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Am J Physiol Renal Physiol. 2000 Apr;278(4):F540-53.

Urothelial pathophysiological changes in feline interstitial cystitis: a human model.

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  • 1Department of Urology, Renal-Electrolyte Division, Department of Medicine, University of Pittsburgh Medical Center, Pittsburgh, Pennsylvania 15213, USA.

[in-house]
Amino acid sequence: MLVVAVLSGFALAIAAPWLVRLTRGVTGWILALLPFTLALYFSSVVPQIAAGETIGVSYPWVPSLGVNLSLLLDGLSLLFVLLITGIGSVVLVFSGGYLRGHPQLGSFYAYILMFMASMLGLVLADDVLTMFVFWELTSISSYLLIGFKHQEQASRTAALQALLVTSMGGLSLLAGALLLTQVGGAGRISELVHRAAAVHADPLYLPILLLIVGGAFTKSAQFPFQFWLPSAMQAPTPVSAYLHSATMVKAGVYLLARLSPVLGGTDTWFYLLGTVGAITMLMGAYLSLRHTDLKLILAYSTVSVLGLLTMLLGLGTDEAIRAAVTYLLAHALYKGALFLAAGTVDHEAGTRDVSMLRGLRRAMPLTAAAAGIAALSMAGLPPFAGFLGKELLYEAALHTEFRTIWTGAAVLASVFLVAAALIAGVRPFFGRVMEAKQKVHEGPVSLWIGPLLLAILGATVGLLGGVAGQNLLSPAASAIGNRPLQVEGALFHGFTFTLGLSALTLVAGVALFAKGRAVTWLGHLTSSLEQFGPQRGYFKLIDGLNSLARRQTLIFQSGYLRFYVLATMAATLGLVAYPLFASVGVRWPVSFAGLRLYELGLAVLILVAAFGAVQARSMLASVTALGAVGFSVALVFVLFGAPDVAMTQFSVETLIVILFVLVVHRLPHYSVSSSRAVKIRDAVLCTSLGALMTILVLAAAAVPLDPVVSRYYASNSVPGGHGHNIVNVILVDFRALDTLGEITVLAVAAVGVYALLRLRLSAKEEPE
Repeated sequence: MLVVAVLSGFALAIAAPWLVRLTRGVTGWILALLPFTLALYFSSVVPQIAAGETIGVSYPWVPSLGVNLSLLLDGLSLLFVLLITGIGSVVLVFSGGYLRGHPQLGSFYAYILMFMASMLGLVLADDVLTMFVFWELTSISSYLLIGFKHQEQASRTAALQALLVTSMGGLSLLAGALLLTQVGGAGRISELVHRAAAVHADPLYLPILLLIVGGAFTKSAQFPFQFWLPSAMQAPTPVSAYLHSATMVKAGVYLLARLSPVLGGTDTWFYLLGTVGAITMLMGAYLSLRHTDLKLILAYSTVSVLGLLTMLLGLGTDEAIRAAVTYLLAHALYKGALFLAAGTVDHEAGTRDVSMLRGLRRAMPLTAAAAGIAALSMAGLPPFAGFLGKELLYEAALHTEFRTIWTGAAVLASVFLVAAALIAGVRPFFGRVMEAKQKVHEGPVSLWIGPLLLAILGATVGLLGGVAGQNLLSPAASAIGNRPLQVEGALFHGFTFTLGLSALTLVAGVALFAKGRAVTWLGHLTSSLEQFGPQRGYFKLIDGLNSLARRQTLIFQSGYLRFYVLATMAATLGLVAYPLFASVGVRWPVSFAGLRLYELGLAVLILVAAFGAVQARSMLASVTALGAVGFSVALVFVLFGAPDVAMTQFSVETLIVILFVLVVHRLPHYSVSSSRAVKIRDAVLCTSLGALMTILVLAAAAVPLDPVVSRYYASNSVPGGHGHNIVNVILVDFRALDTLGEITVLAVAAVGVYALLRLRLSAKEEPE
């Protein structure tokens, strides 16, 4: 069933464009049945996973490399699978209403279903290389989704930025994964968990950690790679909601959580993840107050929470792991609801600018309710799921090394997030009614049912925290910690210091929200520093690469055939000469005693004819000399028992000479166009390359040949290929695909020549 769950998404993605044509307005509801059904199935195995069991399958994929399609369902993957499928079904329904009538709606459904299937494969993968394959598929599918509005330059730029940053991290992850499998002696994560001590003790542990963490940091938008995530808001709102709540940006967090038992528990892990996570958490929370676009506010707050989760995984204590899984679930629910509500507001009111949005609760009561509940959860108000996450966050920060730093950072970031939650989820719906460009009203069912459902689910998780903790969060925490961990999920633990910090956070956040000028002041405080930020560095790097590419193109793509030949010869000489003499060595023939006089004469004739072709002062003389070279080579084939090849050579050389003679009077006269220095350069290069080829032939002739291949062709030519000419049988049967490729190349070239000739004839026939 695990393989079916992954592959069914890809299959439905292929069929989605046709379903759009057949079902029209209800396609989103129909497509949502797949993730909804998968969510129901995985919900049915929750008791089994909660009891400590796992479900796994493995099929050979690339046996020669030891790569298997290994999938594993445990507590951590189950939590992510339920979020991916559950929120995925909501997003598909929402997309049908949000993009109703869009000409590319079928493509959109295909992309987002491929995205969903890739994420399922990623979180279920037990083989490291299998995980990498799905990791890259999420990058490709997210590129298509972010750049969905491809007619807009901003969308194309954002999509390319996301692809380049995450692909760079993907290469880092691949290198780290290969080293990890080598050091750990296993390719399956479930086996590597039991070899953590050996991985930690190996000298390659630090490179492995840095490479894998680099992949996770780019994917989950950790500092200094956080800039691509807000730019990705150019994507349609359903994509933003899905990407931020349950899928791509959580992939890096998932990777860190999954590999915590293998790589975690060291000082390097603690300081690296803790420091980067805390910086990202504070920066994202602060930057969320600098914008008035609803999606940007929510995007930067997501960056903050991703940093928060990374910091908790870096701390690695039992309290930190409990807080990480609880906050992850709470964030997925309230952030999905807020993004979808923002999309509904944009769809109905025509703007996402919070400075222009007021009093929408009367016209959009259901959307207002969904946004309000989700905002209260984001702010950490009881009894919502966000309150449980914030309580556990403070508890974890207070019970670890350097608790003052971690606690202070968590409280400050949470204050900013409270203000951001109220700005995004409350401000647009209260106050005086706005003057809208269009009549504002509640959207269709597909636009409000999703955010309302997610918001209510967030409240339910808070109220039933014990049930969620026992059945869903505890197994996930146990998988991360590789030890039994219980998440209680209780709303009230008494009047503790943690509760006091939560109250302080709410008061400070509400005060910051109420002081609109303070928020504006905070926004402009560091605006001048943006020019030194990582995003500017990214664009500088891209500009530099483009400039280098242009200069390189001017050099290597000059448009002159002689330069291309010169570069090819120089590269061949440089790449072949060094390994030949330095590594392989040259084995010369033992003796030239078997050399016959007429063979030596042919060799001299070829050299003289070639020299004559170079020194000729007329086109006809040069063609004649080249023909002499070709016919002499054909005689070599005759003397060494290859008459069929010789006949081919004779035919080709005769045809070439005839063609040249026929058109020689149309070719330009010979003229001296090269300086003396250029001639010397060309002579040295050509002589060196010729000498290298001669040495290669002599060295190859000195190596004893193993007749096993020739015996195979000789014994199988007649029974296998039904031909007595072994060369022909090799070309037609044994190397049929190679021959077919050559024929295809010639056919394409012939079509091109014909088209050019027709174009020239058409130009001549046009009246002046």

Unique barrier properties of the urothelial surface membrane permit urine storage. Interstitial cystitis causes disabling dysuria, and frequency. Similarly, feline interstitial cystitis (FIC) occurs in cats. These studies define the permeability and structural properties of normal and FIC urothelium. To determine the effects of bladder filling, groups were studied before and after hydrodistention. Normal urothelium with or without hydrodistention exhibited high transepithelial resistances (TER) and low water and urea permeabilities, resembling other species. Fluorescence confocal microscopy revealed localization of the marker AE-31 to the apical surface of all umbrella cells in normal urothelium, with the tight junction protein ZO-1 localized to tight junctions. Scanning and transmission electron microscopy revealed uniform distribution of luminal cells with characteristic apical membrane and tight junction morphology. Urothelium in FIC animals displayed reduced TER and increased water and urea permeability following hydrodistention. Structural studies in FIC revealed denuded urothelium, with appearance of AE-31 in underlying epithelial cells. The results demonstrate severe epithelial damage and dysfunction in FIC and suggest novel approaches toward examining the etiology and therapy of IC.

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